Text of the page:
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Method | Pitch Control

This article appeared in the Winter 2012 Issue of LINKS.


Seve Ballesteros 1988
Imagine throwing a golf ball underhanded with your right hand—if that’s your “feel” hand—to a spot short of the flag. Then simply try to reproduce the weight and feel of that action with the wedge in your hands. Natural Golf

Bobby Jones 1966
There is one significant difference to be noted between the method of the expert player and that of the duffer; in one case the swing is amply long, smooth, and unhurried, in the other it is short and jerky because the club hasn’t been swung far back enough. Bobby Jones on Golf

Dave Pelz 1999
Many golf pros teach that the lower body should remain totally still during the pitch shot. They reason that you don’t need power from the lower body, so they try to simplify the swing by eliminating moving parts. I don’t agree. It’s true that you don’t want to be driving your legs on pitch shots, but you do need enough lower-body motion to keep your body parts synchronized during the swing. Golfers who freeze from the hips down become arms-and-hands players. Rather than swinging, they hit at the ball, producing inconsistent results, especially under pressure. Dave Pelz’s Short Game Bible

Nick Faldo 1995
I think in terms of repeating a three-quarter length swing, and control my acceleration through the ball with the rotary motion of my body. The swing thought I use is “stomach and buttons.” I focus on turning my stomach away from the ball, then try to finish with my shirt buttons facing the hole. That gets my upper body working correctly and also helps me to establish good rhythm. A Swing for Life

Johnny Miller 1976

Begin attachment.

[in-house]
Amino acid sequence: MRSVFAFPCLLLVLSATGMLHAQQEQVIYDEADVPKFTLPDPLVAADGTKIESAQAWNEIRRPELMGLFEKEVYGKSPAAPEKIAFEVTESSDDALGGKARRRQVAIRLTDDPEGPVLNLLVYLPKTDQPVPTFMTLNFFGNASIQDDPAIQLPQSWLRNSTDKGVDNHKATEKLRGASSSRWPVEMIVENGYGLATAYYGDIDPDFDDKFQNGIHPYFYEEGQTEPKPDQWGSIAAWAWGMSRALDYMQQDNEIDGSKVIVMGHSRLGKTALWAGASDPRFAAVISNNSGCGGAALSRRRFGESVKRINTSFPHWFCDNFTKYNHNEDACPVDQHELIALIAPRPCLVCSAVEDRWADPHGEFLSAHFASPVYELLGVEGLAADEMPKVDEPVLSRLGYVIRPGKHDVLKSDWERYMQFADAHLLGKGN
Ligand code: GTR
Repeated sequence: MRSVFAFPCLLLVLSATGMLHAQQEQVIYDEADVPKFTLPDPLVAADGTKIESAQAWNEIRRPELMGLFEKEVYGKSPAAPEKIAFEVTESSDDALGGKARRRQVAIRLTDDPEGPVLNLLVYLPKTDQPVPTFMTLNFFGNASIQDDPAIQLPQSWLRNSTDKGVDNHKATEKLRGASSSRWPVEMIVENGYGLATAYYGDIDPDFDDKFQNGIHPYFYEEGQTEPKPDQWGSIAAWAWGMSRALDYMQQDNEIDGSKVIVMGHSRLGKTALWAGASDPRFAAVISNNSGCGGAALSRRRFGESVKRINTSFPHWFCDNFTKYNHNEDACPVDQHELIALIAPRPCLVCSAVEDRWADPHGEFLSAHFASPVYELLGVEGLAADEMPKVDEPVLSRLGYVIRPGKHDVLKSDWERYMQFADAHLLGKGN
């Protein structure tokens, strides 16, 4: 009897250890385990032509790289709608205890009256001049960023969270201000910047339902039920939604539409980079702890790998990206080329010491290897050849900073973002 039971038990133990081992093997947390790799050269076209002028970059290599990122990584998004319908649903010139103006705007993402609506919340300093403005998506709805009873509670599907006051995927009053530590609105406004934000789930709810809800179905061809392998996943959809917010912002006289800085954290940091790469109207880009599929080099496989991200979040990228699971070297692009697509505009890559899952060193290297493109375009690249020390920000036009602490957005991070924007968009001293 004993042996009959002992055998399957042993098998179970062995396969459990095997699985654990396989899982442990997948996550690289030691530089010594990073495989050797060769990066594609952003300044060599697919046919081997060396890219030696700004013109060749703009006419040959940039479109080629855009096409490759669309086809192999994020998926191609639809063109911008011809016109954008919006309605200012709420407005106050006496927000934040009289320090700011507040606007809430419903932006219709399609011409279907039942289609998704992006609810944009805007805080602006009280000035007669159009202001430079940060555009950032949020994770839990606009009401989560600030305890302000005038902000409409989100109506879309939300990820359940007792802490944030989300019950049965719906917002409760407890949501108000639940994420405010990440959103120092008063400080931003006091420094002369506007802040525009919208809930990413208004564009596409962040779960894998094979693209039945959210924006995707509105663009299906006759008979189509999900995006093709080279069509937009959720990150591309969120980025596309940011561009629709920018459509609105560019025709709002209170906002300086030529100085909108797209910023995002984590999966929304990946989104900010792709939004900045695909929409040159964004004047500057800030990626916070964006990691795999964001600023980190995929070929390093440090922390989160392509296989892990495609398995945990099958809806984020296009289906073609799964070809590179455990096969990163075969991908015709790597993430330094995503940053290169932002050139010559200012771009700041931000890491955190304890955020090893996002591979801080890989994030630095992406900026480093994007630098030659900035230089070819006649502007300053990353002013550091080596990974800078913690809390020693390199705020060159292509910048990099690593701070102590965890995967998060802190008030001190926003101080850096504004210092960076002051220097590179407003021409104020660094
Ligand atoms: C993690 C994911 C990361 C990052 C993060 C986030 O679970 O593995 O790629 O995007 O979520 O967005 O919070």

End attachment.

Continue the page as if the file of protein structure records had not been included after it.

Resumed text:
I believe if you have a 70-yard pitch and there’s nothing special you need to do with it you should make a violent move at the ball. Swing back at your normal tempo and then accelerate through the ball. My follow-through on a 90-yarder looks almost like I’m hitting a 2-iron. Pure Golf

Phil Mickelson  2009
Sometimes you control distance by lengthening or shortening your swing. A more effective technique, especially in the tricky 30–50 yard range, is to alter your ball position and adjust the position of the clubface at address. By making adjustments in these two areas you can vary your distance tremendously without changing the length or speed of your swing. Secrets of the Short Game

Stan Utley  2007
So how do I control the distance of my pitch shots? The way most players do it is by swinging their arms faster. I do it mostly with the size and speed of my lower body pivot. My pivot is small and smooth on short shots, larger with a more aggressive turn through on longer shots. The Art of the Short Game

Bert Seymour 1924
Playing the mashie from say 80 yards tests one’s judgment. The club should be picked up with the right hand to about the level of the player’s head. The clubhead should then be driven under the ball with the object of banging it high in the air to drop down on the green and stop there, the nearer the pin the better. There must be no pivoting at all, and you cannot keep the head down too long on these shots. The ball should almost have reached the green before you raise your eyes to see it. All About Golf

Ken Venturi 1997
Leg action is the key to pitching the ball well. The faster you move the right knee toward the left leg in the downswing, the more spin you will put on the ball. You’ll get softer shots, too. With no leg action, you work your hands and hit a lot of shots with less spin or bite on them. GOLF Magazine’s Complete Book of Instruction                                                           

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